Perhaps it was through doing various chores around the house, cleaning up things around the yard, or looking after the things that needed attention. Bottom line ... who doesn't like to get an allowance!
With this POST, our friends Dale Willerton and Jeff Grandfield from The Lease Coach provide us with some more great suggestions to help negotiate or renegotiate a Commercial Lease. Thanks Dale and Jeff for sharing these insights from your many years of experience!
Negotiating Commercial Leases & Renewals For Dummies
Commercial Leasing Tips for Commercial Tenants
By: Jeff Grandfield – The Lease Coach
For many business-owners, negotiating a good lease or lease renewal against an experienced agent or landlord can be a challenge. While an entrepreneur focuses on marketing and managing, savvy real estate agents and brokers are specialized sales people. Their job is to sell tenants on leasing their location at the highest possible rental rate.
As explained in our new book, Negotiating Commercial Leases & Renewals For Dummies (co-written with my colleague, Dale Willerton), tenants may go through the leasing process only two or three times in their entire lifetime – yet they have to negotiate against seasoned professionals who negotiate leases every day for a living. Negotiating appropriate leasing terms is vital for an entrepreneur as the amount of rent he pays will directly affect the business’ financial bottom line.
Whether you are leasing a new location for the first time or negotiating a lease renewal for your business, these are some money-saving tips for tenants:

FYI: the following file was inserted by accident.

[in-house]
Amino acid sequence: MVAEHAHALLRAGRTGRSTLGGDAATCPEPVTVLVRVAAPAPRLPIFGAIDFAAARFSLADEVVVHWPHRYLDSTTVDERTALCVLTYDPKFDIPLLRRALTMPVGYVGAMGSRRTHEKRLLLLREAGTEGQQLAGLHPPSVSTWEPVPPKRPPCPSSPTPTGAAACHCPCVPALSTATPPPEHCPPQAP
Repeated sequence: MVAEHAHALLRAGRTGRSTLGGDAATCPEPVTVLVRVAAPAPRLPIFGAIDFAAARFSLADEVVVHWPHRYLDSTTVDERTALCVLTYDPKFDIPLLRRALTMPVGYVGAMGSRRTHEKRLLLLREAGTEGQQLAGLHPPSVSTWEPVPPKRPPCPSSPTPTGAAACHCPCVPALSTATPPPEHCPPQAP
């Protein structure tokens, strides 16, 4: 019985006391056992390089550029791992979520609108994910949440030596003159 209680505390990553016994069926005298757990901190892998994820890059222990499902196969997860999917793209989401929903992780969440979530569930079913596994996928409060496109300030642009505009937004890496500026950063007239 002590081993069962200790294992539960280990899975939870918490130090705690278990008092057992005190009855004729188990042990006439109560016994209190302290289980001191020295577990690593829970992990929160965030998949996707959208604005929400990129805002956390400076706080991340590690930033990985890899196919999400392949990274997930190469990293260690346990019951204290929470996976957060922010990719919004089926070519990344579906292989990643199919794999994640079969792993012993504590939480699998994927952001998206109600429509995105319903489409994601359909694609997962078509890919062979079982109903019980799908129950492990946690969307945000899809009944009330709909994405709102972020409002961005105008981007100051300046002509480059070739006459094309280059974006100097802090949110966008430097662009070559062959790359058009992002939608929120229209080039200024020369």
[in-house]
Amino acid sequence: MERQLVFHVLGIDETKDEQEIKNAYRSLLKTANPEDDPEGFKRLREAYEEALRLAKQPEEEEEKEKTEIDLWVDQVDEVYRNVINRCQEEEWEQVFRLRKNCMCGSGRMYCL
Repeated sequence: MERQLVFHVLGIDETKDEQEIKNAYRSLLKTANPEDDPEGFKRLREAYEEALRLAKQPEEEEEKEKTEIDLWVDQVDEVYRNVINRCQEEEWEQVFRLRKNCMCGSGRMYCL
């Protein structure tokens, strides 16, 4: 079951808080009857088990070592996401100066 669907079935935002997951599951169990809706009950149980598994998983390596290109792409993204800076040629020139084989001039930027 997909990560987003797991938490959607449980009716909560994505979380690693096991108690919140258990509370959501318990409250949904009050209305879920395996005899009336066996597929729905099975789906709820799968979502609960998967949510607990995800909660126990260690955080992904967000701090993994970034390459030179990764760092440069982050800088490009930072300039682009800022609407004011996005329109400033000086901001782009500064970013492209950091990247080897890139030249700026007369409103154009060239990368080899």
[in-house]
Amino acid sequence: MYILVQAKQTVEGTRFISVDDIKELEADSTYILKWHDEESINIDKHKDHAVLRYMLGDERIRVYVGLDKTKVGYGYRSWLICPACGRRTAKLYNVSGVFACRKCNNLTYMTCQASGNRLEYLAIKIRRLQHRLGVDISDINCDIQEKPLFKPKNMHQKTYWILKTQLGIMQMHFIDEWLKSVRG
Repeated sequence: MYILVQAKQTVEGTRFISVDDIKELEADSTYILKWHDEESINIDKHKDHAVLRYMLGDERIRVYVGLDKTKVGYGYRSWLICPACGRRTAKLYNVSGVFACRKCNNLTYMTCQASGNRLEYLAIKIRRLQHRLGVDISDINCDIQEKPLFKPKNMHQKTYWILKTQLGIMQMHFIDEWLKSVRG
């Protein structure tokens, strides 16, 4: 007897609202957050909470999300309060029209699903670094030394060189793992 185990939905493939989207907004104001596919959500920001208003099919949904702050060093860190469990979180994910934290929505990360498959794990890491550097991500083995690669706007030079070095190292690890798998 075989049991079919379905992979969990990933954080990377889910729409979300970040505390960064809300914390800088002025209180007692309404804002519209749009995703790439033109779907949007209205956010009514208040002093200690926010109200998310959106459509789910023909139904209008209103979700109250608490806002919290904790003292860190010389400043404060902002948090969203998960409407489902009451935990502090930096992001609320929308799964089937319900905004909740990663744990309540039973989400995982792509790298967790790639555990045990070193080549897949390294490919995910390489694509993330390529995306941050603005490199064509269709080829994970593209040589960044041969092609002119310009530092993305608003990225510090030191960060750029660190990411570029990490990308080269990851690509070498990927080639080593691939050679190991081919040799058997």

Lease Renewal Allowances: If you are an existing tenant, you may think that you can’t negotiate for a tenant allowance on your renewal term. Untrue! Approximately 75% of our clients get a tenant allowance on their renewals. Remember if the landlord is giving allowances to new tenants moving into the property, then why can’t you have an allowance too? Even if your space only needs cosmetic upgrades (e.g. new carpeting or a fresh coat of paint), negotiate for these as part of your renewal deal. Your tenancy, after all, is proven, plus there is less risk for the landlord putting cash into your renewal than taking a chance on a new (and unproven) tenant.
Go Slow For a Better Deal: Tenants often rush a lease deal and leave valuable incentives or inducements on the table. If you have the time to work with, I recommend that you take it. Often, The Lease Coach gets tenants more free rent, more tenant allowance, and/or a lower rental rate just by refusing to sign on the dotted line too quickly. If the landlord or agent is anxious to close the deal, you can use stalling techniques to better your position (i.e. you have to talk with your business partner first, but he/she is currently out of town). Tenants who invariably regret what they agreed to will usually tell you that the whole process happened so fast that they hardly realized what they were agreeing to.
Select the Best Lease Length: While a five-year lease term is still standard, it may not necessarily be the best term for your company. Three years, or even one year, for some tenants may be better if the cost of leasehold improvements are low enough as these are generally amortized over the life of a lease term. The agent – motivated by a greater commission – will want you to sign the longest term possible; however, the landlord may be more flexible. Choose the lease term that is best for you and your company.
For a copy of our free CD, Leasing Do’s & Don’ts for Commercial Tenants, please e-mail your request to JeffGrandfield@TheLeaseCoach.com.
Jeff Grandfield and Dale Willerton - The Lease Coach are Commercial Lease Consultants who work exclusively for tenants. Jeff and Dale are professional speakers and co-authors of Negotiating Commercial Leases & Renewals FOR DUMMIES (Wiley, 2013). Got a leasing question? Need help with your new lease or renewal? Call 1-800-738-9202, e-mail DaleWillerton@TheLeaseCoach.com or JeffGrandfield@TheLeaseCoach.com or visit www.TheLeaseCoach.com.